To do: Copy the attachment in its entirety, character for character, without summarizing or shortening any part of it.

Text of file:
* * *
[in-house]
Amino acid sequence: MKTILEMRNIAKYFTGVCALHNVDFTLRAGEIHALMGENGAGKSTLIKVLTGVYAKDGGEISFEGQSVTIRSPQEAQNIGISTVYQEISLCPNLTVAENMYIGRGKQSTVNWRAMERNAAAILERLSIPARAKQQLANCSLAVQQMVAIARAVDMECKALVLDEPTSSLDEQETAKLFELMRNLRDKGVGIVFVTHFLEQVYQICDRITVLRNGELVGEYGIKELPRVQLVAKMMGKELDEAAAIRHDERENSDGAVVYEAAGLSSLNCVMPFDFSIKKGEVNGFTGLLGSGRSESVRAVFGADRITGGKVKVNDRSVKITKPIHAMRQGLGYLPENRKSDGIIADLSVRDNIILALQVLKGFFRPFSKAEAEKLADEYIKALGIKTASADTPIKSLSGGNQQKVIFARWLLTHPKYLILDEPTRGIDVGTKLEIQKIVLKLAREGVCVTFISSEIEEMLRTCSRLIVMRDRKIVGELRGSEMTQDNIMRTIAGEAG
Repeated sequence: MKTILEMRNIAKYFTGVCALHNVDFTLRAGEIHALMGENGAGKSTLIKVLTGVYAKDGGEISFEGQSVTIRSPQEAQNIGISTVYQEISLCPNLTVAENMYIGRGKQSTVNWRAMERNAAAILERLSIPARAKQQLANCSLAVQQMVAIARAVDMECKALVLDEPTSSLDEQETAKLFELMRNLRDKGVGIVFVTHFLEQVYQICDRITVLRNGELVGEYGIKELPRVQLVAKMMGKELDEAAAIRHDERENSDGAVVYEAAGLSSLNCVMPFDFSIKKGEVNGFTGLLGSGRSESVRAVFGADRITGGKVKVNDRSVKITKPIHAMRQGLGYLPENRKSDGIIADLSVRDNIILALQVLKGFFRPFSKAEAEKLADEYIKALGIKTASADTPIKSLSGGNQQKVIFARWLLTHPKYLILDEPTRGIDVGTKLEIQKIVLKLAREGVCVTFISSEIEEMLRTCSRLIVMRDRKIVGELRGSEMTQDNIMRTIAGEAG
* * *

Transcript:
[in-house]
Amino acid sequence: MKTILEMRNIAKYFTGVCALHNVDFTLRAGEIHALMGENGAGKSTLIKVLTGVYAKDGGEISFEGQSVTIRSPQEAQNIGISTVYQEISLCPNLTVAENMYIGRGKQSTVNWRAMERNAAAILERLSIPARAKQQLANCSLAVQQMVAIARAVDMECKALVLDEPTSSLDEQETAKLFELMRNLRDKGVGIVFVTHFLEQVYQICDRITVLRNGELVGEYGIKELPRVQLVAKMMGKELDEAAAIRHDERENSDGAVVYEAAGLSSLNCVMPFDFSIKKGEVNGFTGLLGSGRSESVRAVFGADRITGGKVKVNDRSVKITKPIHAMRQGLGYLPENRKSDGIIADLSVRDNIILALQVLKGFFRPFSKAEAEKLADEYIKALGIKTASADTPIKSLSGGNQQKVIFARWLLTHPKYLILDEPTRGIDVGTKLEIQKIVLKLAREGVCVTFISSEIEEMLRTCSRLIVMRDRKIVGELRGSEMTQDNIMRTIAGEAG
Repeated sequence: MKTILEMRNIAKYFTGVCALHNVDFTLRAGEIHALMGENGAGKSTLIKVLTGVYAKDGGEISFEGQSVTIRSPQEAQNIGISTVYQEISLCPNLTVAENMYIGRGKQSTVNWRAMERNAAAILERLSIPARAKQQLANCSLAVQQMVAIARAVDMECKALVLDEPTSSLDEQETAKLFELMRNLRDKGVGIVFVTHFLEQVYQICDRITVLRNGELVGEYGIKELPRVQLVAKMMGKELDEAAAIRHDERENSDGAVVYEAAGLSSLNCVMPFDFSIKKGEVNGFTGLLGSGRSESVRAVFGADRITGGKVKVNDRSVKITKPIHAMRQGLGYLPENRKSDGIIADLSVRDNIILALQVLKGFFRPFSKAEAEKLADEYIKALGIKTASADTPIKSLSGGNQQKVIFARWLLTHPKYLILDEPTRGIDVGTKLEIQKIVLKLAREGVCVTFISSEIEEMLRTCSRLIVMRDRKIVGELRGSEMTQDNIMRTIAGEAG